Chatham House Report
- The frequency of high-impact, low-probability (HILP) events in the last decade such as Hurricane Katrina, the Deepwater Horizon oil disaster and the nuclear crisis and tsunami in Japan, signals the emergence of a new 'normal' – the beginning of a crisis trend.
- This report argues that governments and businesses remain insufficiently prepared to manage HILP crises and shoulder their economic, social and humanitarian consequences.
- The report sets out the economic costs of HILP events and how the impacts of a shock spread across sectors and countries in today's globalized world.
- The report explores two critical dimensions of the decision-making environment during a crisis – omnipresent questions of scientific and technological uncertainty, and the competing economic and political interests of key stakeholders.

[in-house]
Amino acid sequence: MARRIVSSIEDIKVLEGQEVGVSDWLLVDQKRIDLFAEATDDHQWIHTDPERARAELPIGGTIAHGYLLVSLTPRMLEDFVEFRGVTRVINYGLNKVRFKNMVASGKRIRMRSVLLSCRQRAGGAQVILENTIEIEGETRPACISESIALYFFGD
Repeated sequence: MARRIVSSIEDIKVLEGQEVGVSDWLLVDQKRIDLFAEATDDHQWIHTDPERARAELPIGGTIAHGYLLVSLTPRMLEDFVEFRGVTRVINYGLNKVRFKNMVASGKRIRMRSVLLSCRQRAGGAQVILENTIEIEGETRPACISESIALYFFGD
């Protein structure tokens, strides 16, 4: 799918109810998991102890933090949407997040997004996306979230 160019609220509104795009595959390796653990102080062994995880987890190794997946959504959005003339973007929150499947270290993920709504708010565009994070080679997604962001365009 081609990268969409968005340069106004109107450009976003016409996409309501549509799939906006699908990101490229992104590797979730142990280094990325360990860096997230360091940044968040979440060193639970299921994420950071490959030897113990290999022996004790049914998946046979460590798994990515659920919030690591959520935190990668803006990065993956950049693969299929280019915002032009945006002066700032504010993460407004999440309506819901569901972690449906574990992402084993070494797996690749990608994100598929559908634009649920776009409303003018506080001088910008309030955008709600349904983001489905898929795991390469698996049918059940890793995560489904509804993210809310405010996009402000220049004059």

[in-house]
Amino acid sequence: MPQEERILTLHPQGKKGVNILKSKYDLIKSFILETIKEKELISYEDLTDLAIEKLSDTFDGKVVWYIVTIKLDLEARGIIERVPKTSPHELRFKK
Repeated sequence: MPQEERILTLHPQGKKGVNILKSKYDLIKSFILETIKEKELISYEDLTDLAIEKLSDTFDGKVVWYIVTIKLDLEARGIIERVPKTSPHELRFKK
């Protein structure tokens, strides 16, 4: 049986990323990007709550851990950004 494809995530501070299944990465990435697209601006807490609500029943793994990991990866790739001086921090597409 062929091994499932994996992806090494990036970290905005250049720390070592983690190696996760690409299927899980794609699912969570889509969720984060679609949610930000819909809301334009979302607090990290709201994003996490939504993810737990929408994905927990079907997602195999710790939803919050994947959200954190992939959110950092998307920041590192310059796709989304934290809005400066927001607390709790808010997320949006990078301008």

- Effective messaging and communications have never been more important in the management of high-impact events. The report draws on systemic analysis of social media to understand how the public discourse is shaped; highlights the window of opportunity to influence media messaging; and draws lessons for how the media should handle scientific uncertainties.